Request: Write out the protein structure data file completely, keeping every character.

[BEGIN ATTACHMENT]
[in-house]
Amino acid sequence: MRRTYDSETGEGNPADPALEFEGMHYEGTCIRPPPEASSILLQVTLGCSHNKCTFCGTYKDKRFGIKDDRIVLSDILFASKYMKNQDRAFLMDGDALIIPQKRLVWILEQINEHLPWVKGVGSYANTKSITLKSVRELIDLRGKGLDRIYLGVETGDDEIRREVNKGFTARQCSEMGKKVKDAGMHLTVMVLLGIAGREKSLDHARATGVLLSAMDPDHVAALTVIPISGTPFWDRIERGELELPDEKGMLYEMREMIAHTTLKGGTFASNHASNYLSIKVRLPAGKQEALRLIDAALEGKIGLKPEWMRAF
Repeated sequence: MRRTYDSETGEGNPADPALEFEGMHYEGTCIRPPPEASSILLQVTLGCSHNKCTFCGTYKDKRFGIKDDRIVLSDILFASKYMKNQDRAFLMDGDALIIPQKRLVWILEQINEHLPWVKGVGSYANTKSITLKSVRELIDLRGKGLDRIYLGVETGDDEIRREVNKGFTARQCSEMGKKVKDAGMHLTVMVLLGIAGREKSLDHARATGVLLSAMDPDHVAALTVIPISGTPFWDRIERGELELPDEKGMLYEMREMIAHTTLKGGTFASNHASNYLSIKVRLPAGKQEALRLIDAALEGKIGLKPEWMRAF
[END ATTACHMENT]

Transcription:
[in-house]
Amino acid sequence: MRRTYDSETGEGNPADPALEFEGMHYEGTCIRPPPEASSILLQVTLGCSHNKCTFCGTYKDKRFGIKDDRIVLSDILFASKYMKNQDRAFLMDGDALIIPQKRLVWILEQINEHLPWVKGVGSYANTKSITLKSVRELIDLRGKGLDRIYLGVETGDDEIRREVNKGFTARQCSEMGKKVKDAGMHLTVMVLLGIAGREKSLDHARATGVLLSAMDPDHVAALTVIPISGTPFWDRIERGELELPDEKGMLYEMREMIAHTTLKGGTFASNHASNYLSIKVRLPAGKQEALRLIDAALEGKIGLKPEWMRAF
Repeated sequence: MRRTYDSETGEGNPADPALEFEGMHYEGTCIRPPPEASSILLQVTLGCSHNKCTFCGTYKDKRFGIKDDRIVLSDILFASKYMKNQDRAFLMDGDALIIPQKRLVWILEQINEHLPWVKGVGSYANTKSITLKSVRELIDLRGKGLDRIYLGVETGDDEIRREVNKGFTARQCSEMGKKVKDAGMHLTVMVLLGIAGREKSLDHARATGVLLSAMDPDHVAALTVIPISGTPFWDRIERGELELPDEKGMLYEMREMIAHTTLKGGTFASNHASNYLSIKVRLPAGKQEALRLIDAALEGKIGLKPEWMRAF